Thursday, January 11, 2007

ROUNDHOUSE ROUNDUP: ICY ROADS, RATS & WEASELS

A version of this was published in The Santa Fe New Mexican
January 11, 2007


A writer known as “the lean gray wolf” of investigative journalism says the New Mexico press seemed forgiving toward Gov. Bill Richardson after the recent hundred-year snowstorm left travelers stranded on highways crossing the state.


Dan K. Thomasson, a former editor of the Scripps Howard News Service, said in his syndicated column this week that the state administration’s response to the snowstorm could detract from Richardson’s prospects as a presidential candidate.

Thomasson isn’t just any run-of-the-mill ink-stained crank. He broke the story of President Kennedy’s affair with a Mafia moll and was literally thrown out of the Chappaquiddick police station for demanding to see the accident report on the drowning death of Mary Jo Kopechne.
Described by The Albuquerque Tribune, a Scripps Howard paper, as a frequent visitor to the state, Thomasson apparently was in Santa Fe around New Year’s.

“In this land of enchantment where the deer and the antelope still play and the politically corrupt Santa Fe Ring once held sway, the old timers are betting that the next entrant in the Democratic sweepstakes will be Bill Richardson, the former congressman, Energy secretary and now governor,” Thomasson wrote.

“Before getting too excited about that prospect, consider that Richardson’s administrative expertise got severely tested by the politician’s nightmare — a snowstorm that discombobulated the state and its capital for days longer than it should have, leaving New Mexicans grumbling from Gallup to the Colorado line,” Thomasson wrote.

He noted the only downtown Santa Fe streets cleared by Jan. 1 were the ones near the hotels hosting Richardson’s inaugural ball. Of course those streets are the city’s responsibility, not the state’s. And it probably was a wise idea to clear an area where thousands of people — that is, thousands of potential lawsuits — were about to converge.


Even given the rarity of such a storm here, the Indiana native said it doesn’t look good for our governor if the snow response is any indication of the way he’d respond to more serious emergencies. But, referring to the nation’s first presidential primary, he wrote, “If the warming trend continues in the East, perhaps he won’t have to embarrass himself by mentioning how he handled what is normally an every day New Hampshire occurrence.”

Rats ’n’ weasels: With cockfighting in serious jeopardy in the coming legislative session (Richardson finally came out against this family activity, which is legal in only New Mexico and Louisiana), fans of the fighting birds might have to consider other entertainment.

Author Nick Tosches in King of the Jews, his 2005 biography of gangster Arnold Rothstein, wrote about a Water Street (that’s New York, not Santa Fe) gaming establishment run by a saloon owner named Christopher “Kit” Burns in the 1860s.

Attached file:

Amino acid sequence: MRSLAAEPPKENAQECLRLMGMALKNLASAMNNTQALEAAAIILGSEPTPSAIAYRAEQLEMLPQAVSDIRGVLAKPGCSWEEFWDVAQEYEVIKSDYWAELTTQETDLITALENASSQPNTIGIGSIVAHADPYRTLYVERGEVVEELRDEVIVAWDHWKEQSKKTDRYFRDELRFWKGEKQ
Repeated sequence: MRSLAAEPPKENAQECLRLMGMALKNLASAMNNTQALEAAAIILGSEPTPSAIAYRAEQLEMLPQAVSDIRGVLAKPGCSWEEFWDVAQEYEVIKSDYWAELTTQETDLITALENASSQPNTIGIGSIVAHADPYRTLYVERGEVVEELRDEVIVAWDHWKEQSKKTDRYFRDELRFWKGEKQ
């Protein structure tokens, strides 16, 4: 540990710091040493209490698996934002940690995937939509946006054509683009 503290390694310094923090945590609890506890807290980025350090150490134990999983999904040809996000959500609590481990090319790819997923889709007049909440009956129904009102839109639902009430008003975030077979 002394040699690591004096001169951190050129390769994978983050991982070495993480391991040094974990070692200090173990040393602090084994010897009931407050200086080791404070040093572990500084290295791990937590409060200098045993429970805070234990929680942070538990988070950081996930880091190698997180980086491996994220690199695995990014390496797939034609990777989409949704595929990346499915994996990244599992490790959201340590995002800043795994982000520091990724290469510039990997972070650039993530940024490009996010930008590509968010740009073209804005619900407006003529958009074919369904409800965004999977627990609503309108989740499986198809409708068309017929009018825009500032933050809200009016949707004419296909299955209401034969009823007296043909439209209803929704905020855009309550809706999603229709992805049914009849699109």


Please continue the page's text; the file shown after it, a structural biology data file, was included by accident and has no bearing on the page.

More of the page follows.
“Sportsman’s Hall offered four sporting events: rat killing by a weasel, rat killing by a dog, rat killing by a man, and dog fighting,” Tosches wrote.


“Sportsmen complained that rat killing by a weasel was too slow, as the weasel, who was a natural-born rat killer, devoted too much time to the chase. Rat killing by a dog was a better spectacle, and it made for better gambling. ... As for rat killing by a man, Burns often found it difficult to find a man willing to get into the pit, chase down a big fat river rat, seize it, and take off its wild vicious head with a chomp of a jaw. Some men would do anything for a bottle. But such men were not always adept in the pit. ... Long-moneyed bettors cheered whenever the rat took a piece of hand, lips, cheek or nose.”

Dog fighting has been illegal in this state for years. However, I don’t believe there’s anything on the books concerning rat fighting.

Cockfighting proponents say if their opponents succeed, next thing you know, animal-rights activists will go after rodeo, hunting and fishing.

But don’t worry. I understand they’re having a hard time lining up sponsors for that anti-fishing bill.

Friends of the Earth: Santa Fe lawmakers — all of them Democrats — made good grades on The Conservation Voters of New Mexico’s scorecard for the past two legislative sessions.

In the House, state Rep. Peter Wirth scored a perfect 100 percent, based on his votes on various measures. Close behind were House Speaker Ben Luján and Rep. Luciano “Lucky” Varela, who both got cumulative grades of 92 percent. Rep. Jim Trujillo came in last for Santa Fe with a 70 percent rating.

On the Senate side, John Grubesic scored a 95 percent rating while Nancy Rodriguez got 83 percent.

Emerging women: Players in both major political parties in New Mexico often grumble privately that it’s hard to recruit qualified candidates for state office. However, a group of Democratic women has been recruiting and training women for just that purpose.

EmergeNew Mexico, an organization co-chaired by Lt. Gov. Diane Denish and former Attorney General Patricia Madrid, just completed a seven-month program designed to train Democratic women in how to plan, fund, organize and win political campaigns. Twenty-three women who successfully completed the program will take part in a graduation ceremony at the Roundhouse Rotunda on Saturday.

Some of these might be returning to the Capitol. According to a press release, EmergeNew Mexico is a part of a national group that claims 60 percent of its graduates go on to win elections.

Meanwhile, some believe that Emerge leaders Denish and Madrid, who ran against each other for lieutenant governor back in 1994, might emerge as rivals again for governor in 2010.

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